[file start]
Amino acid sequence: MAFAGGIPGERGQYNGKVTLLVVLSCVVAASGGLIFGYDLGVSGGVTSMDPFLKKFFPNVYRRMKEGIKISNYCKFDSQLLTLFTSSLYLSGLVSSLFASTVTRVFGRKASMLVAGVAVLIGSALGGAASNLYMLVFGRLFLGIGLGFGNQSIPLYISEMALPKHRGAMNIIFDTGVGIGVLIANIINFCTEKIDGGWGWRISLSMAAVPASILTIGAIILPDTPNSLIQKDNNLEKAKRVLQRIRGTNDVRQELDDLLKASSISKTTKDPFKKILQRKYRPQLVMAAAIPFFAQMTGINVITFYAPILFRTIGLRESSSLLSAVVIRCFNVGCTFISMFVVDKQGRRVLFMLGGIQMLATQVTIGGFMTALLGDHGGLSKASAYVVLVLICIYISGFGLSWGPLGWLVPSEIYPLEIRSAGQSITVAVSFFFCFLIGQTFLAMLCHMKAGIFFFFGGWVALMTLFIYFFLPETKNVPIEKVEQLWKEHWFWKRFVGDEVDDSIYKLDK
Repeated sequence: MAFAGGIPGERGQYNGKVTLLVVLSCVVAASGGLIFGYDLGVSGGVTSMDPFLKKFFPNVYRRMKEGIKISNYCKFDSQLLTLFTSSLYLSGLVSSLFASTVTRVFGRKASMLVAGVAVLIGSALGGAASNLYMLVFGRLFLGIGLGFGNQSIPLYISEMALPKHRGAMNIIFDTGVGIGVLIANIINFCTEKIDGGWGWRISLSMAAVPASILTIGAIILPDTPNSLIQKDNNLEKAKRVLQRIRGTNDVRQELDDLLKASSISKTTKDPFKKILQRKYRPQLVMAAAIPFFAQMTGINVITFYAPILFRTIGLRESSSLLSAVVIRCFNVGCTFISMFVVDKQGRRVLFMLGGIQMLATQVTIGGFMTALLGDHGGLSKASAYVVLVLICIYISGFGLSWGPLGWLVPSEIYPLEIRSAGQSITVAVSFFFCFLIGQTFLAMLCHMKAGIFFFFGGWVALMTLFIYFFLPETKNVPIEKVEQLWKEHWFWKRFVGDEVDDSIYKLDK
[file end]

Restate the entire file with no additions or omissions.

Amino acid sequence: MAFAGGIPGERGQYNGKVTLLVVLSCVVAASGGLIFGYDLGVSGGVTSMDPFLKKFFPNVYRRMKEGIKISNYCKFDSQLLTLFTSSLYLSGLVSSLFASTVTRVFGRKASMLVAGVAVLIGSALGGAASNLYMLVFGRLFLGIGLGFGNQSIPLYISEMALPKHRGAMNIIFDTGVGIGVLIANIINFCTEKIDGGWGWRISLSMAAVPASILTIGAIILPDTPNSLIQKDNNLEKAKRVLQRIRGTNDVRQELDDLLKASSISKTTKDPFKKILQRKYRPQLVMAAAIPFFAQMTGINVITFYAPILFRTIGLRESSSLLSAVVIRCFNVGCTFISMFVVDKQGRRVLFMLGGIQMLATQVTIGGFMTALLGDHGGLSKASAYVVLVLICIYISGFGLSWGPLGWLVPSEIYPLEIRSAGQSITVAVSFFFCFLIGQTFLAMLCHMKAGIFFFFGGWVALMTLFIYFFLPETKNVPIEKVEQLWKEHWFWKRFVGDEVDDSIYKLDK
Repeated sequence: MAFAGGIPGERGQYNGKVTLLVVLSCVVAASGGLIFGYDLGVSGGVTSMDPFLKKFFPNVYRRMKEGIKISNYCKFDSQLLTLFTSSLYLSGLVSSLFASTVTRVFGRKASMLVAGVAVLIGSALGGAASNLYMLVFGRLFLGIGLGFGNQSIPLYISEMALPKHRGAMNIIFDTGVGIGVLIANIINFCTEKIDGGWGWRISLSMAAVPASILTIGAIILPDTPNSLIQKDNNLEKAKRVLQRIRGTNDVRQELDDLLKASSISKTTKDPFKKILQRKYRPQLVMAAAIPFFAQMTGINVITFYAPILFRTIGLRESSSLLSAVVIRCFNVGCTFISMFVVDKQGRRVLFMLGGIQMLATQVTIGGFMTALLGDHGGLSKASAYVVLVLICIYISGFGLSWGPLGWLVPSEIYPLEIRSAGQSITVAVSFFFCFLIGQTFLAMLCHMKAGIFFFFGGWVALMTLFIYFFLPETKNVPIEKVEQLWKEHWFWKRFVGDEVDDSIYKLDK